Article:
Dior’s latest ad campaign featuring Johnny Depp is receiving backlash for its use of Native American imagery.
The iconic French fashion house debuted the latest film for its men’s fragrance “Sauvage.” Directed by Jean-Baptiste Mondino, a rugged Depp explores Canyonlands National Park where he discovers an electric guitar and begins to play “Rumble,” written by Shawnee musician Link Wray. The camera frequently cuts from Depp to show Canku One Star, an actor and member of the Rosebud Sioux Tribe, performing a Fancy War dance wearing traditional regalia and Tanaya Beatty, a Canadian actress of Da’Naxda’xw Nation descent.
Mondino and Depp collaborated with academic activist Ron Martinez “Looking Elk” to ensure the film captivated “a multi-faceted Native American ‘soul,’ seen in all its diversity and modernity.”
Dior’s commitment to authenticity included commissioning a Ute tribe medicine man performing a traditional blessing before filming, as well as a donation to the Americans for Indian Opportunity (AIO).
Despite these measures, a preview of the film has sparked criticism online. When translated from French to English “sauvage” can mean a myriad of things; wild, untamed and savage. The use of Native American imagery and symbols for a product that shares its name with a racial slur against Indigenous people.
“How can you not understand how racist this is?” an upset user tweeted to Dior. Another added, “Being racist in French does not make it classier.”
Others called for the brand to remove the video and have accused Dior of using consumer outrage as a marketing tool to promote its product.
“It infuriates me to watch my culture be belittled into a shameless marketing tactic,” one offended user wrote to the company. “How about instead of using us to sell your product, you apologize by helping the impoverished nations in reservations instead of marketing us as ‘sauvages.’”
Although there has been concern regarding the creative strategy behind the film, Dior’s latest campaign was created with the help of members of the AIO to ensure the film showed respect for Native American elements and symbols, and to promote “authentic inclusion.”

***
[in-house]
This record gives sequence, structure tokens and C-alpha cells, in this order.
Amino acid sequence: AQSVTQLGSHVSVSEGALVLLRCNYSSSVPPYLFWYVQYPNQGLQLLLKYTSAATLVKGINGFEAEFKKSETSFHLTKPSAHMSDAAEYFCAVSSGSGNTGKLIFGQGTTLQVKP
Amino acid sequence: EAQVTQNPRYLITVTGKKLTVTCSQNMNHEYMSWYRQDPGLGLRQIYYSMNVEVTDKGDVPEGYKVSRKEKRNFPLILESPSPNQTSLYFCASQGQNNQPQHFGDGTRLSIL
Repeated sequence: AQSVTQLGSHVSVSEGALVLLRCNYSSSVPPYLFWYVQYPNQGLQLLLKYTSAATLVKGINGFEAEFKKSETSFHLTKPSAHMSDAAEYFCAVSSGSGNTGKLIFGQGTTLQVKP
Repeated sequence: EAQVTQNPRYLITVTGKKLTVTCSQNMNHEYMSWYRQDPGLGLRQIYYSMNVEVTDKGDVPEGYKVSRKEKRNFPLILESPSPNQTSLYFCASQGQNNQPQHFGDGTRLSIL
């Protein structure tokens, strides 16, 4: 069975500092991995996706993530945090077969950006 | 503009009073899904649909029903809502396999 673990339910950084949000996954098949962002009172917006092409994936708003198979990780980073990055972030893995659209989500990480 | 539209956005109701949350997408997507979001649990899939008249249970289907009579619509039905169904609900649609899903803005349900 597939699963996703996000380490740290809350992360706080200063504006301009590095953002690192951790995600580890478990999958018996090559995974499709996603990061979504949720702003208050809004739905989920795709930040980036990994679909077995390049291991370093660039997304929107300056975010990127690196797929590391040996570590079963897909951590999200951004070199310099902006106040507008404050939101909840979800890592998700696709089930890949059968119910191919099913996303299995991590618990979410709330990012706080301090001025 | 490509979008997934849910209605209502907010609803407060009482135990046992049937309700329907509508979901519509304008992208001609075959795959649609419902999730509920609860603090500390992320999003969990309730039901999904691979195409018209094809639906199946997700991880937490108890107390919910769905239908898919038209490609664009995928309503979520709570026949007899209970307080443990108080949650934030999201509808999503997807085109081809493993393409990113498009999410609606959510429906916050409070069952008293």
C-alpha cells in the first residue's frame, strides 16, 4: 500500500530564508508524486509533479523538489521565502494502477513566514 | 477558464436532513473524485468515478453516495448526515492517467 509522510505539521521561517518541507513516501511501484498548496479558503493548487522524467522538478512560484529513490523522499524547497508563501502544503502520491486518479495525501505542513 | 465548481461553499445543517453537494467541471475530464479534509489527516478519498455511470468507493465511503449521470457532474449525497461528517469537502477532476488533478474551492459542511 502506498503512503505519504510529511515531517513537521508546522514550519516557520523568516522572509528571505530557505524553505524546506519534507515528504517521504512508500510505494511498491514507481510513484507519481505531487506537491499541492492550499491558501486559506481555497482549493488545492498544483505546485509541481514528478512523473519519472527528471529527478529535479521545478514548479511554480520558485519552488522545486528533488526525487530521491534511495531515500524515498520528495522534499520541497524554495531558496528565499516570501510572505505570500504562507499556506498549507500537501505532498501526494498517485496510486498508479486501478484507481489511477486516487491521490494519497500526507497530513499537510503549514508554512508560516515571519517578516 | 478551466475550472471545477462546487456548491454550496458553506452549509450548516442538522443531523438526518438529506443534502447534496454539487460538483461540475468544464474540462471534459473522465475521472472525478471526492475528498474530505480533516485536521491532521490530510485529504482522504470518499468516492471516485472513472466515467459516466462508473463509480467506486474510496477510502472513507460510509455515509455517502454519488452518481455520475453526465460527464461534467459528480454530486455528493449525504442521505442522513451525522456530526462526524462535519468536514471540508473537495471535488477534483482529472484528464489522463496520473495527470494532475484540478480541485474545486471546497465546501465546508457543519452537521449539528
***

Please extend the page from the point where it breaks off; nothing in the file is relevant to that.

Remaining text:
“This collaboration, which started at the very beginning of the project, led to a work process that was extremely demanding and specific,” a press release for the film read. “On-going communication about the project, and then on the film set, had a shared aim: moving away from clichés in order to avoid the cultural appropriation and subversion that so often taints images representing Native peoples.”
Yahoo Canada reached out to Dior regarding the negative reception of the campaign’s first images and received the following statement:
The Parfums Christian Dior project is a part of AIO’s Advance Indigeneity Campaign to change the misperceptions about Native Americans, to share accurate American history, to build awareness about Native Americans as contemporary peoples and to promote Indigenous worldviews.
AIO supports Native American art, films, books, and other forms of Indigenous pop culture. Through the Advance Indigeneity Campaign, AIO continues to work at an international level with schools and universities to build innovative curriculum for and by Native peoples.
We are very proud of this collaboration with AIO on the new ad campaign for Sauvage.
Depp shares a special relationship with the AIO. In 2012, president LaDonna Harris adopted the actor as an honorary citizen of the Comanche Nation. Depp worked closely with Harris and her daughter, AIO executive director Laura, to ensure the project maintained its sense of integrity.
“There was a need for authenticity and respect for the land and the nations that allowed us to shoot there,” Depp said in a statement. “From the choice of location, wardrobe making, right down to casting and set design, AIO was involved.”
The AIO stands by the project and is hopeful that it will build awareness for Native American as contemporary peoples and Indigenous world views.
“We have something to offer. Our values and philosophies provide an alternative to EuroAmerican systems, another way [to] address challenges and create opportunities,” Harris said. “But, people have to be able to hear us.”
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